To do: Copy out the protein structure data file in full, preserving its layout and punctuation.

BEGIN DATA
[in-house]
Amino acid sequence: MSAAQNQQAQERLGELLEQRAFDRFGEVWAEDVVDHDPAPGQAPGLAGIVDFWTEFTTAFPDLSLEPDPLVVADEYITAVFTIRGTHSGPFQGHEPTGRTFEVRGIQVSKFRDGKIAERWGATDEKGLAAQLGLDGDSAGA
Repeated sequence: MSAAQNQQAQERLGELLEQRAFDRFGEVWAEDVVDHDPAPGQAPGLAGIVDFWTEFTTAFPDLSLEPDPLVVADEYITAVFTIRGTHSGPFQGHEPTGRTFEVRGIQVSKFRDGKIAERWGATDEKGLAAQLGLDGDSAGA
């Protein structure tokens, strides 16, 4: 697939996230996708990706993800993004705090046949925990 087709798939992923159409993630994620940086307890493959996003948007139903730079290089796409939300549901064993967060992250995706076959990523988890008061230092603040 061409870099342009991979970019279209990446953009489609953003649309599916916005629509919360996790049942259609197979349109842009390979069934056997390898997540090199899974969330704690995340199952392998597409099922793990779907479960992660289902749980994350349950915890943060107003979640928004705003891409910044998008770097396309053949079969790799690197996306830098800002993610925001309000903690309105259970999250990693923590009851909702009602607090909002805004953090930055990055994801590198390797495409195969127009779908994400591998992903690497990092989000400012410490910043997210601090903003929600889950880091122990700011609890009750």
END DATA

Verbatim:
[in-house]
Amino acid sequence: MSAAQNQQAQERLGELLEQRAFDRFGEVWAEDVVDHDPAPGQAPGLAGIVDFWTEFTTAFPDLSLEPDPLVVADEYITAVFTIRGTHSGPFQGHEPTGRTFEVRGIQVSKFRDGKIAERWGATDEKGLAAQLGLDGDSAGA
Repeated sequence: MSAAQNQQAQERLGELLEQRAFDRFGEVWAEDVVDHDPAPGQAPGLAGIVDFWTEFTTAFPDLSLEPDPLVVADEYITAVFTIRGTHSGPFQGHEPTGRTFEVRGIQVSKFRDGKIAERWGATDEKGLAAQLGLDGDSAGA
């Protein structure tokens, strides 16, 4: 697939996230996708990706993800993004705090046949925990 087709798939992923159409993630994620940086307890493959996003948007139903730079290089796409939300549901064993967060992250995706076959990523988890008061230092603040 061409870099342009991979970019279209990446953009489609953003649309599916916005629509919360996790049942259609197979349109842009390979069934056997390898997540090199899974969330704690995340199952392998597409099922793990779907479960992660289902749980994350349950915890943060107003979640928004705003891409910044998008770097396309053949079969790799690197996306830098800002993610925001309000903690309105259970999250990693923590009851909702009602607090909002805004953090930055990055994801590198390797495409195969127009779908994400591998992903690497990092989000400012410490910043997210601090903003929600889950880091122990700011609890009750």